Frequently Asked Questions

What is a rain garden?
A rain garden is a strategically located, low-lying plot of earth containing a variety of perennial native plants. After a rainstorm, the garden will accumulate a few inches of water, which will then seep into the ground. This process is preferred over allowing rainwater to run off into streets and storm drains.

What is a Wetland?
Wetlands are a type of ecosystem that is submerged by water for at least part of the year. The Missouri Department of Conservation considers wetlands to be the most productive ecosystem. Wetlands serve as both a habitat, and a breeding place for a number of animals. Some wetland plants metabolize common pollutants such as phosphorus and nitrogen, thus preserving the biodiversity of species living in the body of water by decreasing the likelihood that algae will grow successfully in the water. They can also break down some heavy metals and pesticides. Moreover, wetlands can reduce storm runoff, erosion, and improve water quality.

Why are wetlands disappearing and why is getting rid of them so bad?
In urbanized locations, the amount of water-permeable ground is quickly disappearing as streets are surfaced with nonporous asphalt and more buildings are constructed. Storm water runoff in largely developed locations increases incidences of flooding and carries pollutants directly into nearby creeks, streams, ponds and lakes. Rain gardens are effective in combating the storm water runoff that results from increasing land development.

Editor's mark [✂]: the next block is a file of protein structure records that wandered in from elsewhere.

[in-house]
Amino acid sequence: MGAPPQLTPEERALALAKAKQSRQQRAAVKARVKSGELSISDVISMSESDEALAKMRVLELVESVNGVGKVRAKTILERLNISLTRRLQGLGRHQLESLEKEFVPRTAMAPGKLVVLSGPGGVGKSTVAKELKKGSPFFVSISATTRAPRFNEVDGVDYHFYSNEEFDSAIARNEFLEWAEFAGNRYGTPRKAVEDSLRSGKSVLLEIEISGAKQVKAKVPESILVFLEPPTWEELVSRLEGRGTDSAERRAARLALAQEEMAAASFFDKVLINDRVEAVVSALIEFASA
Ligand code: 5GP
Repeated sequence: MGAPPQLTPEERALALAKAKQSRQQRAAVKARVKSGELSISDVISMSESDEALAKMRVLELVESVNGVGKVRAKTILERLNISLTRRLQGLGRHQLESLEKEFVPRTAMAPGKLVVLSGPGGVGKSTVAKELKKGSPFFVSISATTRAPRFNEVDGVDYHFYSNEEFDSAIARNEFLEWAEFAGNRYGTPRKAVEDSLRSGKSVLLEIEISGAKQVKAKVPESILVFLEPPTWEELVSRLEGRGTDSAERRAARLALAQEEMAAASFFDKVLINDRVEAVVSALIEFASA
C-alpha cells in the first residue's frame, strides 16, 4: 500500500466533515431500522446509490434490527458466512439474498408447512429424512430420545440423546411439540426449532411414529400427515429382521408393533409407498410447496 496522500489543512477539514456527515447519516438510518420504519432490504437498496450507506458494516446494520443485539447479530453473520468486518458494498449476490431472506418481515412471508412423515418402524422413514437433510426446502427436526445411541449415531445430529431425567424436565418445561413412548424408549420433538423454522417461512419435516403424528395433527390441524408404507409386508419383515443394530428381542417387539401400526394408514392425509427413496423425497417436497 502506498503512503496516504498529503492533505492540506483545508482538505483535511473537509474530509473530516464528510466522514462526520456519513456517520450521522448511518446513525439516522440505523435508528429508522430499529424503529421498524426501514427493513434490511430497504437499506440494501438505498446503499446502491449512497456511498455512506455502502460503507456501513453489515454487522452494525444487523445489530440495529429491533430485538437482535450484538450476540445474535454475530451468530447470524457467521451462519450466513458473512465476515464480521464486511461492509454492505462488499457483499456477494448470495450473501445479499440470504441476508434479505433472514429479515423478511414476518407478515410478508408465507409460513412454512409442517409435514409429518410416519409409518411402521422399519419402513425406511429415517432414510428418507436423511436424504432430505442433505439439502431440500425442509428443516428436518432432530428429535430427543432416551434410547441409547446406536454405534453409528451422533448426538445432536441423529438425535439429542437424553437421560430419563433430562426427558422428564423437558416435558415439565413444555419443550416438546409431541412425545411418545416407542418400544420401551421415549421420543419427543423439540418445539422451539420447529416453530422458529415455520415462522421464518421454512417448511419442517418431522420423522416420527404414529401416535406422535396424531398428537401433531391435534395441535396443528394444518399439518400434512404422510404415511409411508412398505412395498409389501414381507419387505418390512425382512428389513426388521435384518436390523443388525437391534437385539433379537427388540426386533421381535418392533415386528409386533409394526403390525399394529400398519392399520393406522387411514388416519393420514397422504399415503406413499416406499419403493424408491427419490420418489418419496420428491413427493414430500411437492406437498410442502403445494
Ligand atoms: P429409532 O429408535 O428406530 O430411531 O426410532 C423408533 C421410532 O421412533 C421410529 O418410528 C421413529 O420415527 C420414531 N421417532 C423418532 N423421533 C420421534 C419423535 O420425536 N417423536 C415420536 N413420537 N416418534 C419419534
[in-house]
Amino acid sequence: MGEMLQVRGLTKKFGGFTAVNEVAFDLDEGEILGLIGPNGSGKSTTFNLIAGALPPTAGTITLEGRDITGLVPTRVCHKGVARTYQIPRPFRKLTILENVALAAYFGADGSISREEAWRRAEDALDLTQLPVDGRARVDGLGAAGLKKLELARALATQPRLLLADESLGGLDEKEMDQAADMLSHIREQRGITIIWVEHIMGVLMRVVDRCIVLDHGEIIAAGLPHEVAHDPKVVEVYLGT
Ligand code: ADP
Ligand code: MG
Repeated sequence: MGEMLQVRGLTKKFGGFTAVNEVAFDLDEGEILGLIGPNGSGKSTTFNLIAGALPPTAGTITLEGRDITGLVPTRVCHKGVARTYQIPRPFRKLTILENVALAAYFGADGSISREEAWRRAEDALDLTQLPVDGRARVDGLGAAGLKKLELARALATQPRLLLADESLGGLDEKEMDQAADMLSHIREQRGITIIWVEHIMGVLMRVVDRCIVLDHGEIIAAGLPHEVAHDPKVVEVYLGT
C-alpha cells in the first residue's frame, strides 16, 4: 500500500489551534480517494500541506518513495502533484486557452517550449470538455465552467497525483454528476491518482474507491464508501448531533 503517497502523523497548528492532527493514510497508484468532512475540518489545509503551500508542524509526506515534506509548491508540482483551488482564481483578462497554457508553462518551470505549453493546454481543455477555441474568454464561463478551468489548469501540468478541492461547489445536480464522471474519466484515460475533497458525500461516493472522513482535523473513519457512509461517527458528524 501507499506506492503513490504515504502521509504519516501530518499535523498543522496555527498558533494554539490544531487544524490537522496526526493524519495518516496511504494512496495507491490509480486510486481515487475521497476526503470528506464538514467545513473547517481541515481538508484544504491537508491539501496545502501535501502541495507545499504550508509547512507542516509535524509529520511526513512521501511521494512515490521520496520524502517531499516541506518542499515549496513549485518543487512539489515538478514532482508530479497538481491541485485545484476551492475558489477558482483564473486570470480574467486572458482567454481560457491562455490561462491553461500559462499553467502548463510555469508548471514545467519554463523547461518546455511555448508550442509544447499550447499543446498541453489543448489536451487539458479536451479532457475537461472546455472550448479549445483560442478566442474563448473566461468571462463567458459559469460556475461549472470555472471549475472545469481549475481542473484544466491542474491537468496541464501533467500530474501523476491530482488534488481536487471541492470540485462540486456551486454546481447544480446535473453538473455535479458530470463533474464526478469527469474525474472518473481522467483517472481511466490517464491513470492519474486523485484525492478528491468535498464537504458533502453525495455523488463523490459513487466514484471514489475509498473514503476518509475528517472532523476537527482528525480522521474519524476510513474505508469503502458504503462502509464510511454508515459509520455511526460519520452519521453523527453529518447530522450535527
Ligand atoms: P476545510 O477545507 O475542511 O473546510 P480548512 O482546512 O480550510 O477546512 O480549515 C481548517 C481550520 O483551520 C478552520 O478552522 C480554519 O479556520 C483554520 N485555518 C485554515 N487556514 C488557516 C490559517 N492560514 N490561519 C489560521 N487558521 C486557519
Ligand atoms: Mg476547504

What does storm water runoff have to do with rain gardens?
As cities industrialize, more and more land is used for buildings and parking lots. Since less water is going back into the ground to be used by plants or trees, or to replenish underground aquifers, the water stays on the surface and eventually runs off into nearby bodies of water. This is one of the major reasons there is so much flooding today, more water is going into bodies of water than they were naturally meant to hold. This wouldn't be such a big problem if we as humans left a flood plain area between development and the bodies of water, but we haven't done that either. Therefore floods are more prevalent and worse than ever before.

What are the benefits of a rain garden?
Essentially a small, self-contained wetland, a rain garden reduces erosion that results from poor water runoff and filters chemical toxins and thermal pollutants from the water. Over time, this natural filtration process will improve the quality of nearby streams and ponds. The native species in the rain garden will attract native wildlife, such as butterflies, hummingbirds, and birds. It will offer shelter to a declining amphibian population, produce food for birds, and support natural mosquito predators. A rain garden will drain water away from your home, reduce yard maintenance, lower water bills by eliminating irrigation and watering requirements, and even improve the property value of your home. You can utilize an undesirable or useless plot of land by transforming it into one of the most aesthetically pleasing component in your yard. Also, there is always the added benefit of restoring natural habitat to Missouri.

What kinds of plants are used in a rain garden?
A rain garden should consist of native plants, preferably perennials. The native species in a rain garden are selected specifically for their high water absorption capacity and their deep-reaching root system that draws water down into the soil. They are extremely hardy plants that are suited for the ranges of soil and climate in Missouri, and they don’t need fertilizers. You can select a wide range of flowers, grasses, shrubs, and bushes. Also, a garden full of natives requires significantly less maintenance than a garden full of non-natives or exotics. For a list of Missouri natives that included in the Team LEAF rain garden, click here.